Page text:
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Tuesday, June 07, 2005

Going from pot

I’ve purchased marijuana exactly one time in my life. It was some years ago (note to law enforcement officials: the statute of limitations applies) that a friend of mine, who I knew to be fairly staunchly opposed to ever smoking pot himself, asked me if I knew where to buy some. His uncle had glaucoma, and the scientific research of the time suggested that marijuana could relieve the uncle’s extreme discomfort. He also had some other ailments, and the nephew had hoped that the pot would stir his meager appetite.
So I asked the one person I knew would likely know where to find some marijuana. He sold it to me, I passed it on to my friend (at the same price), and I heard later that the uncle did seem to respond well to the "treatment."

The interesting thing about Supreme Court rulings (well, interesting to a political science major, which I was) is that their rulings are not phrased as about the issue that gets played in the press ("Court Knocks Pot") but about more arcane matters. So, in the case decided by the Court on Monday, it’s not so much about medical marijuana, it’s a states’ rights issue, whether Congress had exceeded its authority vis a vis the states regarding medical marijuana.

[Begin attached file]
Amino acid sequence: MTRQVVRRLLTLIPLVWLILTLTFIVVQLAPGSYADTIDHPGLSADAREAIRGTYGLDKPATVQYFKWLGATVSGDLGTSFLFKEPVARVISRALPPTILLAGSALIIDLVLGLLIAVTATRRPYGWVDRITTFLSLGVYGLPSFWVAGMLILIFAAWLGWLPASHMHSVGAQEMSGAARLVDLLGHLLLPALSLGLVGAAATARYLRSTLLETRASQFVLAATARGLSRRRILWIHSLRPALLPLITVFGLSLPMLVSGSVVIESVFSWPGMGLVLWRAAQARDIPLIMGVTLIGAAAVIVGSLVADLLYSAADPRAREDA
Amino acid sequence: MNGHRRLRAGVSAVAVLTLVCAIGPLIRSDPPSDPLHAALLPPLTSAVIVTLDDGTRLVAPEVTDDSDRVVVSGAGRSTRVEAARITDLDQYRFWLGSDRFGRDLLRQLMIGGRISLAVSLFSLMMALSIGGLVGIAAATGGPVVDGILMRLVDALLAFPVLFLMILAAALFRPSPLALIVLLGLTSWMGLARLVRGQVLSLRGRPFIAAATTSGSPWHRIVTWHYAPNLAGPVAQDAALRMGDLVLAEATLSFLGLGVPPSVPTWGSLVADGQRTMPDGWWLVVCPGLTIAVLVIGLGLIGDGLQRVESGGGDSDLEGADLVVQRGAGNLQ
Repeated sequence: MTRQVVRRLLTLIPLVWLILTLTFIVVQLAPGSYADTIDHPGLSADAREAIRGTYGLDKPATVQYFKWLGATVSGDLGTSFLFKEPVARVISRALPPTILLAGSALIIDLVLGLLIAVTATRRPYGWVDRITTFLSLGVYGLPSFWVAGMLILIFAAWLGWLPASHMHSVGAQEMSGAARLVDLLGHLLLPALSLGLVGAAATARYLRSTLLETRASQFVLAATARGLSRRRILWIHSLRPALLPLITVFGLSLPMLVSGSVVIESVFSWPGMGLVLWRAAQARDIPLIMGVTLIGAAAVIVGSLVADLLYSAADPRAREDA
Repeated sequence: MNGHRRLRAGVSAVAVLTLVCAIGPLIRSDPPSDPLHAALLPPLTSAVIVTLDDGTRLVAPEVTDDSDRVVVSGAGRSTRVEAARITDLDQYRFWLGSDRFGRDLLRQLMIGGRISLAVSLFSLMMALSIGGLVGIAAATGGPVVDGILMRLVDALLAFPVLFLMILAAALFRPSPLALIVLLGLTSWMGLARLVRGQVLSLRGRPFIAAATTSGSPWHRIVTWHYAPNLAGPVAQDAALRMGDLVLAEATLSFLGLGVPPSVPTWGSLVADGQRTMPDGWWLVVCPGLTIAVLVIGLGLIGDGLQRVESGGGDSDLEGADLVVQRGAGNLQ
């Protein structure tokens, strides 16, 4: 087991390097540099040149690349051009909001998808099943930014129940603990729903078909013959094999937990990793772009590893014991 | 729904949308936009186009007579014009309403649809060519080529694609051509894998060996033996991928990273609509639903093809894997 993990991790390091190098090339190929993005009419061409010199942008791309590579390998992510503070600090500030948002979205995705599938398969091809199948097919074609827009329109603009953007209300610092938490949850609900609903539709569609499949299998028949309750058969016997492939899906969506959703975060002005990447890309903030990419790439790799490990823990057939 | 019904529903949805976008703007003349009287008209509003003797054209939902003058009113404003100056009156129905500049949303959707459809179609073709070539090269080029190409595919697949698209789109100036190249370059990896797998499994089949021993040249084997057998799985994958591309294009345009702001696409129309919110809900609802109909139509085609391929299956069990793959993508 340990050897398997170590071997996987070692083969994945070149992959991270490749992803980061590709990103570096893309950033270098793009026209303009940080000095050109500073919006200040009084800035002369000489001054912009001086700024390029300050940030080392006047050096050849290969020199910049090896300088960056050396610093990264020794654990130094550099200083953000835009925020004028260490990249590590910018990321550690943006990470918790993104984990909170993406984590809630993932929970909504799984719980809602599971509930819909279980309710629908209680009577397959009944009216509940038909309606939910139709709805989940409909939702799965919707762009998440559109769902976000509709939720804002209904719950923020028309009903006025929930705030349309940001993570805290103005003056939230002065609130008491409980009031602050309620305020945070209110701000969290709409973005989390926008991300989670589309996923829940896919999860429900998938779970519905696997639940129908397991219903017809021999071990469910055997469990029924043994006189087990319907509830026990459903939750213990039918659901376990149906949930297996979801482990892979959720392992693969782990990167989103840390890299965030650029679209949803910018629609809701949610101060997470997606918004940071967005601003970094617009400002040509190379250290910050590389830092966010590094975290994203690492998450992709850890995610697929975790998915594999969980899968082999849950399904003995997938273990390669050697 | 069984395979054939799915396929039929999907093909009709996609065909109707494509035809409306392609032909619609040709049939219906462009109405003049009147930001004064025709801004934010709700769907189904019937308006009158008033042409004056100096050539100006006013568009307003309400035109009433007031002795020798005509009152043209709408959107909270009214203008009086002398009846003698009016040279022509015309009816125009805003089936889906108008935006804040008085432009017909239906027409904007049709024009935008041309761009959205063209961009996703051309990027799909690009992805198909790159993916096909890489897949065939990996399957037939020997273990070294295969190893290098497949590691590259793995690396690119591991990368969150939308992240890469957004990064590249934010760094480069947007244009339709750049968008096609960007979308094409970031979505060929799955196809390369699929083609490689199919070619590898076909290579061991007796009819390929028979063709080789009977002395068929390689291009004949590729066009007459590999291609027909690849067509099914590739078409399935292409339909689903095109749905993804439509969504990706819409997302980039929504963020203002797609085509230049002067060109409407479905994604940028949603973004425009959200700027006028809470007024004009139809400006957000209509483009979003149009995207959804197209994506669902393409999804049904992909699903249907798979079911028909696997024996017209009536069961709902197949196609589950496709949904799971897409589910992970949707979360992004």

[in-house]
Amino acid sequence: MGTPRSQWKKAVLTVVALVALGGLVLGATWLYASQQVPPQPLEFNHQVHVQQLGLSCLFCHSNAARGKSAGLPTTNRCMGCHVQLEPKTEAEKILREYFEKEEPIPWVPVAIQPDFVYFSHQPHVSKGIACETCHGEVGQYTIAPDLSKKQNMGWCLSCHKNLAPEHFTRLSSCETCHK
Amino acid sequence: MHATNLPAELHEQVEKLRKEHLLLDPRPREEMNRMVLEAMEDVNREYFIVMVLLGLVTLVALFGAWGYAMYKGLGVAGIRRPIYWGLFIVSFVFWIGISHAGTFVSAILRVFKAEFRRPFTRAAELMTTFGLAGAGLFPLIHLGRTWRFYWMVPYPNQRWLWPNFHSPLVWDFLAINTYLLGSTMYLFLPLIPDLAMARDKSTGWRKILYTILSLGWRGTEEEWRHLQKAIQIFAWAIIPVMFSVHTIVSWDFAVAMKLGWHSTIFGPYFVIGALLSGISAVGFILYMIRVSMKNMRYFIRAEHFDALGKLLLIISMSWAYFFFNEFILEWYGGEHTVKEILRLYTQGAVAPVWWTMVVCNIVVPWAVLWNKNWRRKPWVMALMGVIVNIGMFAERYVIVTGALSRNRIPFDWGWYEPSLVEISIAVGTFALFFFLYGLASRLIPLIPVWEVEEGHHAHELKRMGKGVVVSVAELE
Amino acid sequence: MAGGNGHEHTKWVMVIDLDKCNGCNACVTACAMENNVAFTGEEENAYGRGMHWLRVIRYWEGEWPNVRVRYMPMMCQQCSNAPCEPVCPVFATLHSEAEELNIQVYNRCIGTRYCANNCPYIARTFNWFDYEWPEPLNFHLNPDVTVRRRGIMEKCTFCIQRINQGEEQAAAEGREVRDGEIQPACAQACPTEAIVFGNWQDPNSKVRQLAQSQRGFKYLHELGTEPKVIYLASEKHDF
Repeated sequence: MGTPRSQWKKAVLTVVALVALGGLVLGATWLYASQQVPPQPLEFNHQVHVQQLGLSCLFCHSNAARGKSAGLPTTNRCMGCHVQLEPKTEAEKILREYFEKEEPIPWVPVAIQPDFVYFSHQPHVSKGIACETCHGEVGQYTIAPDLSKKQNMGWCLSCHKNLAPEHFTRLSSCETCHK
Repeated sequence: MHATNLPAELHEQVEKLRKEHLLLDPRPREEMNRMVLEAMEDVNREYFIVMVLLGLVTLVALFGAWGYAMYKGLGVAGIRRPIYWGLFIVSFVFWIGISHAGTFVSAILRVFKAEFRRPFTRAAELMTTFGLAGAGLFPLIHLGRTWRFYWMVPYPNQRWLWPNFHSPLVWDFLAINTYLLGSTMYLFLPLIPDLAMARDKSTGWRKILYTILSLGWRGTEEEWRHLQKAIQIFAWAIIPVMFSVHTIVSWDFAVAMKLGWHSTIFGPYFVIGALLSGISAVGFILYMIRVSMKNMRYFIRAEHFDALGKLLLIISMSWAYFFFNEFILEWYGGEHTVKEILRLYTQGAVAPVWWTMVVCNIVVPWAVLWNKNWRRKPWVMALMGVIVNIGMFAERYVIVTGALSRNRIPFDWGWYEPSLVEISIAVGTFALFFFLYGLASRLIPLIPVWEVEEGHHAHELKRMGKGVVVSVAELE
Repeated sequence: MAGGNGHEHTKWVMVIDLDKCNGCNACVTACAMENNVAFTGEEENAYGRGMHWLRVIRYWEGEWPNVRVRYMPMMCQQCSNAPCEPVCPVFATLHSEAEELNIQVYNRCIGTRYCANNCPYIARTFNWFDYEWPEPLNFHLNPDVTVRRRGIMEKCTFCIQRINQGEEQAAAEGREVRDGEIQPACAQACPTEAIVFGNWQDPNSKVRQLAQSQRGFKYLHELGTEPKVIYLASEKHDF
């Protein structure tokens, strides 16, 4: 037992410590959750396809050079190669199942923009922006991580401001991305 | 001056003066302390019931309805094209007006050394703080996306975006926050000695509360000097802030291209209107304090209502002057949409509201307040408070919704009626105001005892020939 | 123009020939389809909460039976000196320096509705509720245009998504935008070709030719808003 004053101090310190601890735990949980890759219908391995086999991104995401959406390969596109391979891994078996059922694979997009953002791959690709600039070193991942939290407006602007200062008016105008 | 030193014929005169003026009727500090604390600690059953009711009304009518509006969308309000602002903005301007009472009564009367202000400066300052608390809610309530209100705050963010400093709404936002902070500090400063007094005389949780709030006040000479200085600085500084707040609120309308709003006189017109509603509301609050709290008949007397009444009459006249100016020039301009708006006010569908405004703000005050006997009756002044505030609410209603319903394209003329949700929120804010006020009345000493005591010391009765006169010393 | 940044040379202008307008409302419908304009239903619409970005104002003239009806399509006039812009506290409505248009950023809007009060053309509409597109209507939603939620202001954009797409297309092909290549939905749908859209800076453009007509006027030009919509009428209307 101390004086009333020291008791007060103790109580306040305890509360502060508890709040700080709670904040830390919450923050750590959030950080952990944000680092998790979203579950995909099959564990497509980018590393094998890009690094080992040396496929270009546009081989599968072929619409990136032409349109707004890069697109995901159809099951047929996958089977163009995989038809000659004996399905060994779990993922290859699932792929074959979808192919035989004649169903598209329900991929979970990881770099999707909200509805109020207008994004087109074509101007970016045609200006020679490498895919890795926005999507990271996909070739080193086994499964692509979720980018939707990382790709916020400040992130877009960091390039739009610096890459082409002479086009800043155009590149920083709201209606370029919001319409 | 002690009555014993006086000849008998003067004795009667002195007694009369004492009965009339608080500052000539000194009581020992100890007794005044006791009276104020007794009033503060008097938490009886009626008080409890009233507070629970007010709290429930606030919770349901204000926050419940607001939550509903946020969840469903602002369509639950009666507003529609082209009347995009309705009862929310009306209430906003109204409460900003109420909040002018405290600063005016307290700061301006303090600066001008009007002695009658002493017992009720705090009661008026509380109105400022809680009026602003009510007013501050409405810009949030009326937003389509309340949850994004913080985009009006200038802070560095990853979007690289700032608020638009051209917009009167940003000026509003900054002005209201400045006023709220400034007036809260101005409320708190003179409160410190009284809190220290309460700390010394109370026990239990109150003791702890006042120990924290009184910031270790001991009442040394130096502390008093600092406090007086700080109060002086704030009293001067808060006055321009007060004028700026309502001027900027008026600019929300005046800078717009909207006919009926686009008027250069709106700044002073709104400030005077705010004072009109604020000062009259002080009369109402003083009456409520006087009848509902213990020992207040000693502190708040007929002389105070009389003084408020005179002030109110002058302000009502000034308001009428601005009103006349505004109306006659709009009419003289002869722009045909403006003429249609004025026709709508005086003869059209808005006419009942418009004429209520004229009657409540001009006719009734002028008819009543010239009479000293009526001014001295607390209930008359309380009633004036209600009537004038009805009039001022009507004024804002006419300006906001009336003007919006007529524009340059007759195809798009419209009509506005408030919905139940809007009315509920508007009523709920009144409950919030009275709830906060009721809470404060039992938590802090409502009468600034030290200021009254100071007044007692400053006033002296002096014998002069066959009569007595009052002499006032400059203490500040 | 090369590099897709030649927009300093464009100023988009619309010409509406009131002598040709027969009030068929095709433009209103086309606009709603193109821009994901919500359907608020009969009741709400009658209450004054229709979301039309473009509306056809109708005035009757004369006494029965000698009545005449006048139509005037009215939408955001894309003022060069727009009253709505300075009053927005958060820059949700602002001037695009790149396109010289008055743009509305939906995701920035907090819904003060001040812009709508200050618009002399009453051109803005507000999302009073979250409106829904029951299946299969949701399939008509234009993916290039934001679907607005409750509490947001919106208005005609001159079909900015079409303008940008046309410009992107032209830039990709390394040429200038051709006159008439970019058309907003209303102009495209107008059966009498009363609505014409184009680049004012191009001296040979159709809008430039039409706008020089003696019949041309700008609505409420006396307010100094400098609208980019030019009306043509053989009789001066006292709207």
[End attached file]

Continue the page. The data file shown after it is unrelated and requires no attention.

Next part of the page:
The old poli sci major finds the federal government’s argument to be strong: state law is generally subservient to federal law, "even as applied to the troubling facts of this case," as Justice John Paul Stevens, writing for the majority, put it. But I find the position stated in Justice Sandra Day O’Connor’s dissenting opinion that a state has a right to take care of its citizens even more compelling. If you’ve seen the videos of Angel McClary Raich before treatment, when she could barely move, and after treatment, when she appeared as a normally functioning person, you’d find her, at bare minimum, a sympathetic respondent. And I do believe there is sufficient science to suggest that there are real medical benefits of marijuana.

Which begs the question: if I had it to do over again, would I purchase marijuana for someone in medical need? Let’s put it this way: Montel Williams indicated that he’ll still be using marijuana for his multiple sclerosis, but knows that by saying so, he makes himself a target for prosecution. I wouldn’t SAY that I’d buy it, but...

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